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Most people will recognise Joel Moore from James Cameron’s mega-assault on the box-office – “Avatar”, but worth recognising even more is his debut as a director – the fantastic “Spiral”. It’s hard to generically pin down, but if there was a ‘really-good-sort-of-horror-slash-thriller-slash-drama’ section in Blockbuster, that’s where you’d find it. It surrounds a disturbed young man (Moore), his growing relationship with a young woman (Amber Tamblyn) and the increasingly disturbing series of events that follow their first meeting. Moore is a revelation – especially if you’re used to watching him in comedies like “Dodgeball” – as both star and director, and combined with the talent of the rest of the cast and crew – “Spiral” emerges a tightly wrought, intense and disturbing film that needs to be seen by erm…by people that like err…by those that…err…BY EVERYONE.
I managed to have a chat with Moore about the film and his other work, so if you want to learn more about “Spiral”, want to find out more about the film-making process, want some UNBELIEVABLE EXCLUSIVES on the “Avatar” sequel, or just want to see how to professionally close an interview with a Hollywood actor, then read on.
There are naturally a few very minor spoilers regarding “Spiral”, but not really anything to throw a wobbly over.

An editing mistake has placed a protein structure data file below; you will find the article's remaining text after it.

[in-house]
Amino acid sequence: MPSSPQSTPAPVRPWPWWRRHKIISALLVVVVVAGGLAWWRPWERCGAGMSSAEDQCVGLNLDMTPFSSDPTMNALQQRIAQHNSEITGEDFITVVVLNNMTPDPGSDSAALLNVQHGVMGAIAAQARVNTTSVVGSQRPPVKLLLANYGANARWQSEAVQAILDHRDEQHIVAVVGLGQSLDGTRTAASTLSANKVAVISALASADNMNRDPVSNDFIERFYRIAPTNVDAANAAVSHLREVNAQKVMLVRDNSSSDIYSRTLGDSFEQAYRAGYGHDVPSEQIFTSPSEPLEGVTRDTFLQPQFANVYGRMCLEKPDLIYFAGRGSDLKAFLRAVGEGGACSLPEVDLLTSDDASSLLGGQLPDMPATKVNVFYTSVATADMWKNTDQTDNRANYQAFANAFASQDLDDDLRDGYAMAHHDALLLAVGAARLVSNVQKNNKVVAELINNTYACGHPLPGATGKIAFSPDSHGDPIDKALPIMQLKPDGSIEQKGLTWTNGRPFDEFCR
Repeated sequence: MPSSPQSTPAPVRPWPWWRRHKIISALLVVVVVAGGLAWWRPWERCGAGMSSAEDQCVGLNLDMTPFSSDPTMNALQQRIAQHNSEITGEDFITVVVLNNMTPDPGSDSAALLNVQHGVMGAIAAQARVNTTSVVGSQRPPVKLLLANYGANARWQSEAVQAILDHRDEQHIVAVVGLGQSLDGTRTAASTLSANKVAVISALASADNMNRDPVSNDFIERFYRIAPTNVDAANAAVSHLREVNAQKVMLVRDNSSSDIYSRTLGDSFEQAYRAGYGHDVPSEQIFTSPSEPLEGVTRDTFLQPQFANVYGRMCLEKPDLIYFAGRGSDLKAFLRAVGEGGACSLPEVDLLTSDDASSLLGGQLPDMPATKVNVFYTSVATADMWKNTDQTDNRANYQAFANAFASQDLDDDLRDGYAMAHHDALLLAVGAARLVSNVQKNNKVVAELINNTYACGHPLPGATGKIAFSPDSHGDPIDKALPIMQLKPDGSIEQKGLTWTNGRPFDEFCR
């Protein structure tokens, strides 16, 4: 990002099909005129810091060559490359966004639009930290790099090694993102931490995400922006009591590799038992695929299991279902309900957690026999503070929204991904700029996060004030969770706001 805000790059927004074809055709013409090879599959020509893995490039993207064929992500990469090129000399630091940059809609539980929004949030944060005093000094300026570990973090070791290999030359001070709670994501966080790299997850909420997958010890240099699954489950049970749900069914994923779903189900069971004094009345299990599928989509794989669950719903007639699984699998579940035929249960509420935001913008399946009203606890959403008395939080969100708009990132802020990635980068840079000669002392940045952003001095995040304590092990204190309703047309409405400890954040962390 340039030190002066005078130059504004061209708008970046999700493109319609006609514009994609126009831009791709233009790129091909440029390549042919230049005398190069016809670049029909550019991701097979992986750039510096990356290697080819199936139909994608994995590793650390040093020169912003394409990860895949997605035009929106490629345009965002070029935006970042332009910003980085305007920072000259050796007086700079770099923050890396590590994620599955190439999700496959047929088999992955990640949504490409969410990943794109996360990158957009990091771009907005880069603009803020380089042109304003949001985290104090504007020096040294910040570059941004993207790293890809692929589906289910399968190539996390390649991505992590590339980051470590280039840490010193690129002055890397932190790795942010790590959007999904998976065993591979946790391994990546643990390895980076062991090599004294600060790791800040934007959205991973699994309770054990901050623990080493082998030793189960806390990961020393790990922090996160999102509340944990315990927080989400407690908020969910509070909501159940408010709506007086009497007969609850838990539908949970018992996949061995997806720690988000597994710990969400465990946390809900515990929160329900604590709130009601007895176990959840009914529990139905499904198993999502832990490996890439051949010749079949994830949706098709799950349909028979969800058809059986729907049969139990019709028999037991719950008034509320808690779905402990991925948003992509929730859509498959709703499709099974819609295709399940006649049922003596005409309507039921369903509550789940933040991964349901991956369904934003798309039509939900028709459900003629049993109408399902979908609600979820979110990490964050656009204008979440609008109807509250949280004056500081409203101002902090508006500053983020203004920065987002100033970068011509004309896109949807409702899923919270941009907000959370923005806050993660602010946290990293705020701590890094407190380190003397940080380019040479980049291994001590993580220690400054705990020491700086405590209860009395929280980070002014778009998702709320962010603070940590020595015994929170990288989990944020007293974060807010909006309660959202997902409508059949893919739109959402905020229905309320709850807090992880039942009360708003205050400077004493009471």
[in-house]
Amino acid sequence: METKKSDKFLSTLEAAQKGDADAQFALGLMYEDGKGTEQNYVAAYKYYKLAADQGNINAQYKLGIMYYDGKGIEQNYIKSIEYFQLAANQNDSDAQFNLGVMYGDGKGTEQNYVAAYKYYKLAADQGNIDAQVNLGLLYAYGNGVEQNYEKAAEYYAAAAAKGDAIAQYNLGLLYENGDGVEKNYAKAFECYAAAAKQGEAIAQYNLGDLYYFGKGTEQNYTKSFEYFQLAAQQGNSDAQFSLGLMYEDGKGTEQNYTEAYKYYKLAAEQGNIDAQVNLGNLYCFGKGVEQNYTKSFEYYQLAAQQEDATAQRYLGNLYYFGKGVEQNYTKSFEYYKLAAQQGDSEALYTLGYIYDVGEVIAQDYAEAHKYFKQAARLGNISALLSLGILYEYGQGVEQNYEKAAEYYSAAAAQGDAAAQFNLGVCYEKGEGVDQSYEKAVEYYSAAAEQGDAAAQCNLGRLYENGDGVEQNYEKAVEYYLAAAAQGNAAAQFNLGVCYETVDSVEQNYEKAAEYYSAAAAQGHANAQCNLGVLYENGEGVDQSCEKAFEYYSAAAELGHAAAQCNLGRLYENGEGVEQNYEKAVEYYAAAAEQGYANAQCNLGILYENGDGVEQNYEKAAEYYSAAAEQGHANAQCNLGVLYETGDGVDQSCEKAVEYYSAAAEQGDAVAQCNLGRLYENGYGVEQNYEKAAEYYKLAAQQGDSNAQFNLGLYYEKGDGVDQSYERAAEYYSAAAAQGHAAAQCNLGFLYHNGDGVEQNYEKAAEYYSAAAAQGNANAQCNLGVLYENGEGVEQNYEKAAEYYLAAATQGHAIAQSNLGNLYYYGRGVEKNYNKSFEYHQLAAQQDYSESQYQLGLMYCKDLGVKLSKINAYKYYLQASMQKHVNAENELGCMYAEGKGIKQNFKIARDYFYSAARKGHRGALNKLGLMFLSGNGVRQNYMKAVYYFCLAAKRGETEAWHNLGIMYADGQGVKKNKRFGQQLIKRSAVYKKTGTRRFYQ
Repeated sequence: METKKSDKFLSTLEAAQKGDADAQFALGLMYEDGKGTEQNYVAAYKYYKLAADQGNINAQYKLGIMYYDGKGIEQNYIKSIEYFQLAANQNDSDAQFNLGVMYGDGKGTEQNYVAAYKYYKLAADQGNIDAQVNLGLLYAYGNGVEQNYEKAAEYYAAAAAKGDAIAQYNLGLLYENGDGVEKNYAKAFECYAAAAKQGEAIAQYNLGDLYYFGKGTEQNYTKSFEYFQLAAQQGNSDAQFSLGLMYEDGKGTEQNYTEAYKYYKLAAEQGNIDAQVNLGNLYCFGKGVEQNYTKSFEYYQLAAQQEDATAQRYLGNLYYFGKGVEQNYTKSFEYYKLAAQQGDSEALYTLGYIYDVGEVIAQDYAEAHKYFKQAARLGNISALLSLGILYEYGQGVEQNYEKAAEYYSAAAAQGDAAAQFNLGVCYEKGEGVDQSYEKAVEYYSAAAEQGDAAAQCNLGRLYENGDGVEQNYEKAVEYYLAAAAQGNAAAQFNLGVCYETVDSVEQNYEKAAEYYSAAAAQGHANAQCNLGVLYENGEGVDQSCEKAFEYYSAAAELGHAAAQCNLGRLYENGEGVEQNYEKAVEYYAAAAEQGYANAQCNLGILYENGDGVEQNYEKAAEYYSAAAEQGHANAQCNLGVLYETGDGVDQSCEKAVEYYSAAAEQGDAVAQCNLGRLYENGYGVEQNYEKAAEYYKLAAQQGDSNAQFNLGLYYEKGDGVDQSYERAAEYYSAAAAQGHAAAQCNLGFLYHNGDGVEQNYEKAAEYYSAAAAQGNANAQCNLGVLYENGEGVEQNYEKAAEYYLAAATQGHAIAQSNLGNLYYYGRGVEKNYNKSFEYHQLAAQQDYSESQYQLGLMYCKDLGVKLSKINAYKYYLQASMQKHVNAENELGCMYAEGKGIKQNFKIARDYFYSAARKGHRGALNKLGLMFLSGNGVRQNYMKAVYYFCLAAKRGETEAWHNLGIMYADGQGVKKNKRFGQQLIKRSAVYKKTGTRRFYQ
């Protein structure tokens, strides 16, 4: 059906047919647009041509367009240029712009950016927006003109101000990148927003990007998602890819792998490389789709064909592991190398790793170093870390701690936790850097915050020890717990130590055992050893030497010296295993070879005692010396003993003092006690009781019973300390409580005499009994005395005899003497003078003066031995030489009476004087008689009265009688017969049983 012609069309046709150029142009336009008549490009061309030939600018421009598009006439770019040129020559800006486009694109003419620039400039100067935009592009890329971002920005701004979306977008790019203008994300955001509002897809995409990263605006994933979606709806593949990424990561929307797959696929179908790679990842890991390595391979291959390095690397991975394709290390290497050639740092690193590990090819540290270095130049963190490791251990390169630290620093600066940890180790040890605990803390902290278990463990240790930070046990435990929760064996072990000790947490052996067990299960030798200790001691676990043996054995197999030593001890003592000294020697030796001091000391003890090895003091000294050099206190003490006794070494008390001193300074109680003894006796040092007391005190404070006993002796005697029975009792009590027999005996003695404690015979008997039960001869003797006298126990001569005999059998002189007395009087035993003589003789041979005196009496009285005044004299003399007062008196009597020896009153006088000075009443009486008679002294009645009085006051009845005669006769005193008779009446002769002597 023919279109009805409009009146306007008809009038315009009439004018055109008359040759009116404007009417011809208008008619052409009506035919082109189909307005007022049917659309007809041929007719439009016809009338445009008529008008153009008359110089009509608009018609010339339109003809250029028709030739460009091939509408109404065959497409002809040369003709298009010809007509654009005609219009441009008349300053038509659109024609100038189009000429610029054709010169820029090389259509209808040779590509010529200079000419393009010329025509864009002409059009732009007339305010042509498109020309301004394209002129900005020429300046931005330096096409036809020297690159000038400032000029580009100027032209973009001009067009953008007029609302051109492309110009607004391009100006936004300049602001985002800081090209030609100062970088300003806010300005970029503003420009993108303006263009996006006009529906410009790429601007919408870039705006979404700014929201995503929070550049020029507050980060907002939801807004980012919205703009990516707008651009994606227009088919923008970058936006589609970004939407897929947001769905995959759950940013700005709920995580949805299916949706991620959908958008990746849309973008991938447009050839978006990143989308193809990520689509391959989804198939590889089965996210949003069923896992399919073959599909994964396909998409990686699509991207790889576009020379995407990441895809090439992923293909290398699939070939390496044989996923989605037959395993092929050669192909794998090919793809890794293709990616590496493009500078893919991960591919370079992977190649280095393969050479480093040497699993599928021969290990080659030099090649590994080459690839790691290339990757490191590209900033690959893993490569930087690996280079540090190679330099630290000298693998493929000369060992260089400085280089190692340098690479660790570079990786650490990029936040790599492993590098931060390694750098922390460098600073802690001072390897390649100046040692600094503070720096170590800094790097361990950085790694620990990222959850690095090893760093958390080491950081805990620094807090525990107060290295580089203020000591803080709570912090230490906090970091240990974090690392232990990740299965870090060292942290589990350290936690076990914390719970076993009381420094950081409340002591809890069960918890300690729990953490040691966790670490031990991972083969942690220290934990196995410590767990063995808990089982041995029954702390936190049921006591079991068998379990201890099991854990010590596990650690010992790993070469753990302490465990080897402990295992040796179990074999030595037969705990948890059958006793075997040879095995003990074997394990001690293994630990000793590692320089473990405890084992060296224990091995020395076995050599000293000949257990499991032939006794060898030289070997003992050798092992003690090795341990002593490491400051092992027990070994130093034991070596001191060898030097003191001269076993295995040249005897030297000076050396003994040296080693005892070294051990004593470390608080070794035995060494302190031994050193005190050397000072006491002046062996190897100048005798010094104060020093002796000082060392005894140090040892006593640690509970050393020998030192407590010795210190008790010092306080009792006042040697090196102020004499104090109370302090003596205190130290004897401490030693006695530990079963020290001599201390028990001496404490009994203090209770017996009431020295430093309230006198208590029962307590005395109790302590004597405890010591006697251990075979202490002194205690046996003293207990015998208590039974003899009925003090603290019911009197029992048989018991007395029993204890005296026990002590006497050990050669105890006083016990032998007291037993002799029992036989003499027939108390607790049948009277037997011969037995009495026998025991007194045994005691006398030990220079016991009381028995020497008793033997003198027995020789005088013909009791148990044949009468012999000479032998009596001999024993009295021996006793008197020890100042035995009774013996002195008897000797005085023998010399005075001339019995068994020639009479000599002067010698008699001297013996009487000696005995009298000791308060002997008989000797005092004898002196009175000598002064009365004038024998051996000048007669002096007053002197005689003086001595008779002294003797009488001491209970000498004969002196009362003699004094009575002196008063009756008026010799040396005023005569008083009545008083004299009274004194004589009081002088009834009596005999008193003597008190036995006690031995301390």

GO: Hi Joel. So “Spiral” – firstly, I really enjoyed it.
JM: Oh good, thank you.
GO: Yeah, I didn’t know what to expect, but I really liked it. It’s the first feature you’ve directed, is this something that you’d like to do in the future?
JM: Yes, well I’ve directed a couple of pieces since then but because of “Avatar’s” schedule it’s really been hard to do a feature. I’ve done some shorts that turned out really well that are gonna be floating around out there at festivals and whatnot soon, but I am looking for my next feature piece actually now.
GO: Ok, let’s talk about the “Spiral” shoot? Did everything go smoothly?
JM: You know, “Spiral” was an interesting shoot. I had done a short film before that which got accepted at a film festival in America called South by Southwest, and we had some really good luck with it, and from that we got some investment for the feature. “Spiral” actually started as a short that I wrote, but my writing partner said that it was crap as a short because there was too much information, so we wrote the feature version. It was nice because it was very educational for me as well. We shot on film which you really don’t do, especially for independent films these days, we shot with a two camera Panavision package and Kodak film, vision stock film – a really nice set-up and I think that’s what gives it such a nice look. This was my first time really dealing with directing, especially in long form, but Adam Green, who I met on “Hatchet”, and I co-directed the project, and I couldn’t have done it without him. It was a very important pairing and it went swimmingly, it was just really fun to make because it was such a passion project of ours and I wanted to do something which was 180 degrees different than anything I’d ever done before. I had been known mostly for comedy at that point and we had no idea how it was going to turn out, you know, making a sort of Hitchcockian two-hander which was really a relationship story, and so we didn’t know exactly whether it was going to have an audience at all. But we didn’t really want to make it for an audience, we wanted to make it for being a good piece of material.